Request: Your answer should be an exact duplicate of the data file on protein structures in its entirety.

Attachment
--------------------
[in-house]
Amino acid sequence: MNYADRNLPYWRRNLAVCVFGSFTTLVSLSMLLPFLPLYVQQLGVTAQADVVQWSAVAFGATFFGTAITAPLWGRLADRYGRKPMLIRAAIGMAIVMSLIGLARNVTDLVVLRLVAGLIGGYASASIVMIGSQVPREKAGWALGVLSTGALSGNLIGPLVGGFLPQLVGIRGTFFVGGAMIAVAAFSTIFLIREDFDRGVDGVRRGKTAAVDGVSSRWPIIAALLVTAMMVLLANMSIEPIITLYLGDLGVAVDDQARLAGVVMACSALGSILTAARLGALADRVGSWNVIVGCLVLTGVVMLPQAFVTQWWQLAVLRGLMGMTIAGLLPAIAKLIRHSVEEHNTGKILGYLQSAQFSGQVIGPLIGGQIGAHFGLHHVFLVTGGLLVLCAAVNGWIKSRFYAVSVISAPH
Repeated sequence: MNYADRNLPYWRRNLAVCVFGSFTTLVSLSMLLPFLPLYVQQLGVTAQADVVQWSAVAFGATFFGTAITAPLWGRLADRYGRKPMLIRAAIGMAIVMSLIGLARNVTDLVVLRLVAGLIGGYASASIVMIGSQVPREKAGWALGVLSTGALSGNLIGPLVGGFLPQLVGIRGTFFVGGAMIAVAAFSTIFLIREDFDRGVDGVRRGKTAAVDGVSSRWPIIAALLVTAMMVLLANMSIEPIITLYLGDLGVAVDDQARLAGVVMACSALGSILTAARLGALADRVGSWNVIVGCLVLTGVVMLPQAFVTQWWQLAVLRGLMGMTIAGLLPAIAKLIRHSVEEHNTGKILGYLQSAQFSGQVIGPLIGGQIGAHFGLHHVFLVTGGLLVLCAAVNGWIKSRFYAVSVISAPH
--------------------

[in-house]
Amino acid sequence: MNYADRNLPYWRRNLAVCVFGSFTTLVSLSMLLPFLPLYVQQLGVTAQADVVQWSAVAFGATFFGTAITAPLWGRLADRYGRKPMLIRAAIGMAIVMSLIGLARNVTDLVVLRLVAGLIGGYASASIVMIGSQVPREKAGWALGVLSTGALSGNLIGPLVGGFLPQLVGIRGTFFVGGAMIAVAAFSTIFLIREDFDRGVDGVRRGKTAAVDGVSSRWPIIAALLVTAMMVLLANMSIEPIITLYLGDLGVAVDDQARLAGVVMACSALGSILTAARLGALADRVGSWNVIVGCLVLTGVVMLPQAFVTQWWQLAVLRGLMGMTIAGLLPAIAKLIRHSVEEHNTGKILGYLQSAQFSGQVIGPLIGGQIGAHFGLHHVFLVTGGLLVLCAAVNGWIKSRFYAVSVISAPH
Repeated sequence: MNYADRNLPYWRRNLAVCVFGSFTTLVSLSMLLPFLPLYVQQLGVTAQADVVQWSAVAFGATFFGTAITAPLWGRLADRYGRKPMLIRAAIGMAIVMSLIGLARNVTDLVVLRLVAGLIGGYASASIVMIGSQVPREKAGWALGVLSTGALSGNLIGPLVGGFLPQLVGIRGTFFVGGAMIAVAAFSTIFLIREDFDRGVDGVRRGKTAAVDGVSSRWPIIAALLVTAMMVLLANMSIEPIITLYLGDLGVAVDDQARLAGVVMACSALGSILTAARLGALADRVGSWNVIVGCLVLTGVVMLPQAFVTQWWQLAVLRGLMGMTIAGLLPAIAKLIRHSVEEHNTGKILGYLQSAQFSGQVIGPLIGGQIGAHFGLHHVFLVTGGLLVLCAAVNGWIKSRFYAVSVISAPH